Something's Missing in East Asia at Night: North Korea
Sadly, Entirely Unsurprising
Well, not a whole lot we can say about North Korea that hasn’t already been said about North Korea. In point of fact, this NASA photo, taken from the International Space Station late last month, summarizes things quite well.
We all know why our isolationist neighbors to the west are the way they are, and we all know how dire certain circumstances there have been and continue to be. But, there’s something a bit more poignant and affecting in seeing it like this and knowing that it’s not a result of super-progressive, eco-friendly energy policy or successfully ameliorating light pollution.
We’ll let NASA do the explaining further:
“Flying over East Asia, an Expedition 38 crew member on the International Space Station took this night image of the Korean Peninsula. Unlike daylight images, city lights at night illustrate dramatically the relative economic importance of cities, as gauged by relative size. In this north-looking view, it is immediately obvious that greater Seoul is a major city and that the port of Gunsan is minor by comparison. There are 25.6 million people in the Seoul metropolitan area-more than half of South Korea's citizens-while Gunsan's population is 280,000. North Korea is almost completely dark compared to neighboring South Korea and China. The darkened land appears as if it were a patch of water joining the Yellow Sea to the Sea of Japan. The capital city, Pyongyang, appears like a small island, despite a population of 3.26 million (as of 2008). The light emission from Pyongyang is equivalent to the smaller towns in South Korea. Coastlines are often very apparent in night imagery, as shown by South Korea's eastern shoreline. But the coast of North Korea is difficult to detect. These differences are illustrated in per capita power consumption in the two countries, with South Korea at 10,162 kilowatt hours and North Korea at 739 kilowatt hours.”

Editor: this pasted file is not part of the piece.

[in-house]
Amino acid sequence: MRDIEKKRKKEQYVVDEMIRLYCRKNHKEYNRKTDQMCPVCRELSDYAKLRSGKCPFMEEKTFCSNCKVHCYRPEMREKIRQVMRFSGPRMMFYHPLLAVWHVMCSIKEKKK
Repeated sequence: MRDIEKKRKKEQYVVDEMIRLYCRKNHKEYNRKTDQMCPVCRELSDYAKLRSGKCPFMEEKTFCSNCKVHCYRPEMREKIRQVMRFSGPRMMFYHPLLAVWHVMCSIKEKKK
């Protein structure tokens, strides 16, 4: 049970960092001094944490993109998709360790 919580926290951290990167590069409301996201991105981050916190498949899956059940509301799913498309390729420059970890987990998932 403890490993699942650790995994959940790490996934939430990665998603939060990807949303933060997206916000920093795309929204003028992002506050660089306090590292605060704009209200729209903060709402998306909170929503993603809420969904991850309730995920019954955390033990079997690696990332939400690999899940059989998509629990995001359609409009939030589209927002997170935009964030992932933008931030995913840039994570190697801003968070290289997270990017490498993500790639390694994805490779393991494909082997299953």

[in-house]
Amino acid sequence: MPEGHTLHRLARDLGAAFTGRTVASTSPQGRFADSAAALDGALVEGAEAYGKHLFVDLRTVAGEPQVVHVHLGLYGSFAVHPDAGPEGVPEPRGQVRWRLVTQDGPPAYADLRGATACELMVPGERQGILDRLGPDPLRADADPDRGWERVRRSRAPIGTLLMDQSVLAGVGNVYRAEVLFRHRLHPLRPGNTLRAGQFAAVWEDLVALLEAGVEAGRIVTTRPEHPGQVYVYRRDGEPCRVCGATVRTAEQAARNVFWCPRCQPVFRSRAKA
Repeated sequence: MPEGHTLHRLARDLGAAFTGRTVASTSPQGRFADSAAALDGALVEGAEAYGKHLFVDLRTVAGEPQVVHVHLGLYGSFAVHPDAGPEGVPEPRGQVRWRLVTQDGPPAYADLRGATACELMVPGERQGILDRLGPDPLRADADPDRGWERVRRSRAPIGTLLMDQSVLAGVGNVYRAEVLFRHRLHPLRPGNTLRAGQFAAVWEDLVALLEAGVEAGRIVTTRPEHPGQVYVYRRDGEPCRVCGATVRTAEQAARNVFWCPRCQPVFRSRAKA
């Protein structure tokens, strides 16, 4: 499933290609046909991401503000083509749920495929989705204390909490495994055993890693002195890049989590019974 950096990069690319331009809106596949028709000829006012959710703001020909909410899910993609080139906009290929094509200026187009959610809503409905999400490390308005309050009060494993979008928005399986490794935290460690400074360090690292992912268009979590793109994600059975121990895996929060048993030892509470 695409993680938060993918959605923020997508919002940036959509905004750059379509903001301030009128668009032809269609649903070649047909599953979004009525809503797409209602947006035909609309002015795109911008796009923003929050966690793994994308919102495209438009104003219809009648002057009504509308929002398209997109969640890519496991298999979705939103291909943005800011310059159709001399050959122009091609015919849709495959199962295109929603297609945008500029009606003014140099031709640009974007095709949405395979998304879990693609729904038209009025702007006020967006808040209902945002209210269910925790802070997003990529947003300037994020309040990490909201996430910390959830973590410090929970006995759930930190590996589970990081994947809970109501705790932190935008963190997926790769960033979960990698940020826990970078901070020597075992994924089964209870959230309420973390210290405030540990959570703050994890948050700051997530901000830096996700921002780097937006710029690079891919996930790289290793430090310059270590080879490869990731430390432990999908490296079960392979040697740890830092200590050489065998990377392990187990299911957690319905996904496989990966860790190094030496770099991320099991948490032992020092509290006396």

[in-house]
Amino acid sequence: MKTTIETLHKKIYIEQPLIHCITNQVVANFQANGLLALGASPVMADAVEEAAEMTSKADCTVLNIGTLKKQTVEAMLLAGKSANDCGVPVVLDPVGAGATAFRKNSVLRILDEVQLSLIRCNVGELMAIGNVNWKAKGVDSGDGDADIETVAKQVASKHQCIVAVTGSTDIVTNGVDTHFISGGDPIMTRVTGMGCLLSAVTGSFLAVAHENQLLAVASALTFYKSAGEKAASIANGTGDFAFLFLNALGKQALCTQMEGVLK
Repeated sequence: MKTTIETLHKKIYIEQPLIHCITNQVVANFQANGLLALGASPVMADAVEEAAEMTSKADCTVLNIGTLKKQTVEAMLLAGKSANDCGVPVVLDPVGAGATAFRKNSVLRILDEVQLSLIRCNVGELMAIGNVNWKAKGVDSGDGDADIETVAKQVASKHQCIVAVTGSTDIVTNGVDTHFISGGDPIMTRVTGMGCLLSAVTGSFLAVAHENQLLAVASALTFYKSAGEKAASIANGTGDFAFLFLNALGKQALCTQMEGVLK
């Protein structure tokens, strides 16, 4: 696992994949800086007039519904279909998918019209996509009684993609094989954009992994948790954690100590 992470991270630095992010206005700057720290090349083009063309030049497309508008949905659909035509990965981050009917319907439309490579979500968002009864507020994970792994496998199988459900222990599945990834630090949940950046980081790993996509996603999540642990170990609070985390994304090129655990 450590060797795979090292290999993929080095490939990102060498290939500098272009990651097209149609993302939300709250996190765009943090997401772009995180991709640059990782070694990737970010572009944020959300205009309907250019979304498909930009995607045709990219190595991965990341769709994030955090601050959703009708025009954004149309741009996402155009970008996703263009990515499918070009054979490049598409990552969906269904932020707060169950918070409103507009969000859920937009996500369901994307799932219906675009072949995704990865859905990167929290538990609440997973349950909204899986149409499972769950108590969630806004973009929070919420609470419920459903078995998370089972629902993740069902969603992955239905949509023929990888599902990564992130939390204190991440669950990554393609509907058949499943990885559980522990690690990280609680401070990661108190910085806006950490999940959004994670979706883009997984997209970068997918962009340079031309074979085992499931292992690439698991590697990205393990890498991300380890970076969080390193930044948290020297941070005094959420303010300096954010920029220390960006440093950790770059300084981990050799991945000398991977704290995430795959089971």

We love technology, and we hope the people of the DPRK get more soon.